Friday, August 8, 2008

Council races to be contested across Lamorinda

For the first time in years, all three Lamorinda cities appear likely to host City Council elections in November.

In Orinda, two of the five City Council seats are up for grabs. The two incumbents, Steve Glazer and Victoria Smith, will run again. A third candidate, Robert Larsen, has pulled papers from the city clerk's office but as of Wednesday was unsure if he would file by today's 5 p.m. deadline.

In Lafayette, all three incumbents — Mike Anderson, Carl Anduri and Carol Federighi — plan to run again. One other candidate has also filed papers — Gabriel Froymovich, a consultant and winemaker whose Web site says he wants to avoid new taxes and to limit growth downtown.

In Moraga, six residents have pulled papers to run, including incumbents Rochelle Bird and Michael Metcalf. That town's filing deadline is Wednesday, because Mayor Lynda Deschambault is not running again.


Larsen plans to file papers by today's deadline, mostly because he was concerned that no other residents had stepped up to run.

"I think in a democracy you should have a choice, and there's no choice if two incumbents are running uncontested," Larsen said. "I'm not looking forward to being a sacrificial lamb, but at times it takes getting the citizens involved."

Larsen, an assistant clinical professor of psychiatry at UC San Francisco, is also concerned about potential conflicts of interest Advertisementamongst council members, particularly Glazer, on matters dealing with the Wilder home development in the Gateway Valley area.

Glazer admitted to recusing himself, particularly on matters concerning the Wilder development, as he has had business interests with the development group. Glazer, however, said he and other council members practically "bend over backwards" to keep the council running ethically.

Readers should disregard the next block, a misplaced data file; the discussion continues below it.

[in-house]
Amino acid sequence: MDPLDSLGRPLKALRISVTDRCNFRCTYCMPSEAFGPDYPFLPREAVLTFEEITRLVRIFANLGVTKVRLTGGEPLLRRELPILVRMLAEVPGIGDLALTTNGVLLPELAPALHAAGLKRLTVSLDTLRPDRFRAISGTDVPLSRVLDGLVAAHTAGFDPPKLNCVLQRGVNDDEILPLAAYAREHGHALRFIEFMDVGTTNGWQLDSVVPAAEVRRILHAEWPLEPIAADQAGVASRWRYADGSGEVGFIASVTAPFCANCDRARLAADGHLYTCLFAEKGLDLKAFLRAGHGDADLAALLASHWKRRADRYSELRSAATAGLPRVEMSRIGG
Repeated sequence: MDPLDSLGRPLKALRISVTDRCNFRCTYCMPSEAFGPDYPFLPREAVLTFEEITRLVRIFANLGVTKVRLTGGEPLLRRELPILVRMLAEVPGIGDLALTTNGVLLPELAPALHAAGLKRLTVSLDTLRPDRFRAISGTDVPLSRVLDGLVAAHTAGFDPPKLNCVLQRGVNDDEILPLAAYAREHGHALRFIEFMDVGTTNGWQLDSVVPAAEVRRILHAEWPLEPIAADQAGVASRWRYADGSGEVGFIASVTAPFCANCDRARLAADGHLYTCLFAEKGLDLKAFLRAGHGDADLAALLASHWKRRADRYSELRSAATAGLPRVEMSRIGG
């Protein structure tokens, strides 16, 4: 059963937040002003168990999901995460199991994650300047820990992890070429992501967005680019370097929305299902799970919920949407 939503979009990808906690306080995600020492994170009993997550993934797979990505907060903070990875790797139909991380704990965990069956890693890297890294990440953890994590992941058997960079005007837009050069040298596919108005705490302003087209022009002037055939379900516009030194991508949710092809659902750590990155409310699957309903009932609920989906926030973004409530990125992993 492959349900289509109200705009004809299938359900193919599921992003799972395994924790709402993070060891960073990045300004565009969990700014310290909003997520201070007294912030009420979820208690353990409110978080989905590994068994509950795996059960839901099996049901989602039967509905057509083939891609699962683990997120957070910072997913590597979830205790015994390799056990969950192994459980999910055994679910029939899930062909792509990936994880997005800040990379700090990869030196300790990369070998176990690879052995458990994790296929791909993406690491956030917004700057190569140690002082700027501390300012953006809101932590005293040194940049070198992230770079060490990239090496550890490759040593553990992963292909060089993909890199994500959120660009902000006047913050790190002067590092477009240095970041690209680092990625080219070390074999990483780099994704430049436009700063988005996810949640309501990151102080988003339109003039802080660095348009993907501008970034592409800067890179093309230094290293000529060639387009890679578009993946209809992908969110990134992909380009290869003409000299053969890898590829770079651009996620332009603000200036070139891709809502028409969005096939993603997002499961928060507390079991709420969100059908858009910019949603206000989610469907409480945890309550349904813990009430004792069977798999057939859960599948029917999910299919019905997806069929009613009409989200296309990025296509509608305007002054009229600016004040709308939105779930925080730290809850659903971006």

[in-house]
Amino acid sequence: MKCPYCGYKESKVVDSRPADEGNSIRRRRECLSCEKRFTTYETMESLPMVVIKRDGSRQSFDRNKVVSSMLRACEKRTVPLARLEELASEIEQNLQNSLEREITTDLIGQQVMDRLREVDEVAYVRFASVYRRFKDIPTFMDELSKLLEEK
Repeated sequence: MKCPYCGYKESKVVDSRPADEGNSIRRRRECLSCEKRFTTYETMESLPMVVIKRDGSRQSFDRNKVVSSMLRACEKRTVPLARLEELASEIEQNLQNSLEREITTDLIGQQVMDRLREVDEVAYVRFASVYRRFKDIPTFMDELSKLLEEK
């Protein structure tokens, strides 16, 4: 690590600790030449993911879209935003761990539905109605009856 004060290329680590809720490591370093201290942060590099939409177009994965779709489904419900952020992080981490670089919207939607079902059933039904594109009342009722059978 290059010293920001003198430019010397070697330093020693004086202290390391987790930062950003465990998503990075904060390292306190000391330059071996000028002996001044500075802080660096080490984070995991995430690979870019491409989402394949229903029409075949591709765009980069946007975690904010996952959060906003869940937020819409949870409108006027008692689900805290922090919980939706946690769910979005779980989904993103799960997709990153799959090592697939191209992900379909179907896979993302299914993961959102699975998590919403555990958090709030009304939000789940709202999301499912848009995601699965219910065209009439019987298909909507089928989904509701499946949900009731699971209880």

Glazer names increasing the budget for city infrastructure as one of his accomplishments on the council. He hopes a continued presences on the council will allow him to expand efforts on fixing roads. That's Orinda's biggest issue, he said.

Smith could not be reached for comment.

Glazer and Smith beat out two incumbents, former Mayor Joyce Hawkins and Councilman Gregg Wheatland, with 40 and 30 percent of the vote in 2004.


This fall will be Lafayette's first contested City Council election since 2002, and two of the incumbents, Anderson and Anduri, have never won a contested City Council election here.

Anduri was first elected in 2002, when he ran unopposed for a two-year seat opened up by a resignation. Anderson joined the council in 2004, when he, Anduri and Federighi ran unopposed. Federighi was first elected in 1999, when she was the top vote-getter in a four-way election for three seats.

All but Anderson have formally filed their papers; Anderson was scheduled to do so Thursday afternoon. No one else had pulled papers to begin the nominating process at press time.

Froymovich is currently on a three-week trip to Israel, according to his campaign Web site. He did not respond to phone or e-mail messages this week.

The City Council has let spending increase too much, he writes on his Web site, and spends too much time talking about new taxes. He also condemns the focus on creating a transit village downtown, saying he did not move to Lafayette to live in a high-population area.

He has no experience in government aside from a student judicial board at his college.

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